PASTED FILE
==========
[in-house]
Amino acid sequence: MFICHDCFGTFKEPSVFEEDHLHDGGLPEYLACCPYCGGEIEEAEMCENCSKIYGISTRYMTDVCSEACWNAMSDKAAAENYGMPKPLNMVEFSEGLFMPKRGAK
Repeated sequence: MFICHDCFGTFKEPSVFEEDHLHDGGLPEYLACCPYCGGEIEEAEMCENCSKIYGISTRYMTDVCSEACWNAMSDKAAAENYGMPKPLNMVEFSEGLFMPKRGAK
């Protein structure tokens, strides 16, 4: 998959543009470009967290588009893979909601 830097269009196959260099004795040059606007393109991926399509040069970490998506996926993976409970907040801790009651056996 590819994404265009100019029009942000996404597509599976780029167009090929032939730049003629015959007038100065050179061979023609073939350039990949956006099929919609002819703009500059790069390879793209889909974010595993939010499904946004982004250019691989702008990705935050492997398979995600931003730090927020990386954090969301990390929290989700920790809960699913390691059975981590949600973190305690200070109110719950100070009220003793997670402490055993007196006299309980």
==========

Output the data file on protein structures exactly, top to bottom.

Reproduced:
[in-house]
Amino acid sequence: MFICHDCFGTFKEPSVFEEDHLHDGGLPEYLACCPYCGGEIEEAEMCENCSKIYGISTRYMTDVCSEACWNAMSDKAAAENYGMPKPLNMVEFSEGLFMPKRGAK
Repeated sequence: MFICHDCFGTFKEPSVFEEDHLHDGGLPEYLACCPYCGGEIEEAEMCENCSKIYGISTRYMTDVCSEACWNAMSDKAAAENYGMPKPLNMVEFSEGLFMPKRGAK
């Protein structure tokens, strides 16, 4: 998959543009470009967290588009893979909601 830097269009196959260099004795040059606007393109991926399509040069970490998506996926993976409970907040801790009651056996 590819994404265009100019029009942000996404597509599976780029167009090929032939730049003629015959007038100065050179061979023609073939350039990949956006099929919609002819703009500059790069390879793209889909974010595993939010499904946004982004250019691989702008990705935050492997398979995600931003730090927020990386954090969301990390929290989700920790809960699913390691059975981590949600973190305690200070109110719950100070009220003793997670402490055993007196006299309980």